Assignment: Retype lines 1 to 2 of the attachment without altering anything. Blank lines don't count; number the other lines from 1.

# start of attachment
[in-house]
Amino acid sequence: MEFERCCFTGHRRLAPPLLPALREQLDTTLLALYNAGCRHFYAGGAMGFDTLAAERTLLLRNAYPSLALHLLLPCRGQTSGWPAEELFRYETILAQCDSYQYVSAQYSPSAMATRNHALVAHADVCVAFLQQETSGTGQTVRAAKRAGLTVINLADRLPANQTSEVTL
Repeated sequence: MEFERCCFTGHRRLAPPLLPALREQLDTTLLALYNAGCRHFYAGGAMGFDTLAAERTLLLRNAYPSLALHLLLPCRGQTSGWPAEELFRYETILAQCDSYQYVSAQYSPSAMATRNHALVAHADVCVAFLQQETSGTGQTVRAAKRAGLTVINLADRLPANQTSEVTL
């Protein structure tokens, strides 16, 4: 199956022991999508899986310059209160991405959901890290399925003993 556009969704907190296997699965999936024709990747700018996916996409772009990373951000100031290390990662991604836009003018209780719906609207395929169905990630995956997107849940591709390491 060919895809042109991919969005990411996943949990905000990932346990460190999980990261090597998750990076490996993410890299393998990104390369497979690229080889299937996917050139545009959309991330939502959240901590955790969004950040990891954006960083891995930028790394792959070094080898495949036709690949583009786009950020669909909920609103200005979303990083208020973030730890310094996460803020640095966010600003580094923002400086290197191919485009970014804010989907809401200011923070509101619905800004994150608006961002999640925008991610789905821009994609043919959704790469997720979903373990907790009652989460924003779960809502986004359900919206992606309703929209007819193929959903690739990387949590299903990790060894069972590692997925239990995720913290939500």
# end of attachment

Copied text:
[in-house]
Amino acid sequence: MEFERCCFTGHRRLAPPLLPALREQLDTTLLALYNAGCRHFYAGGAMGFDTLAAERTLLLRNAYPSLALHLLLPCRGQTSGWPAEELFRYETILAQCDSYQYVSAQYSPSAMATRNHALVAHADVCVAFLQQETSGTGQTVRAAKRAGLTVINLADRLPANQTSEVTL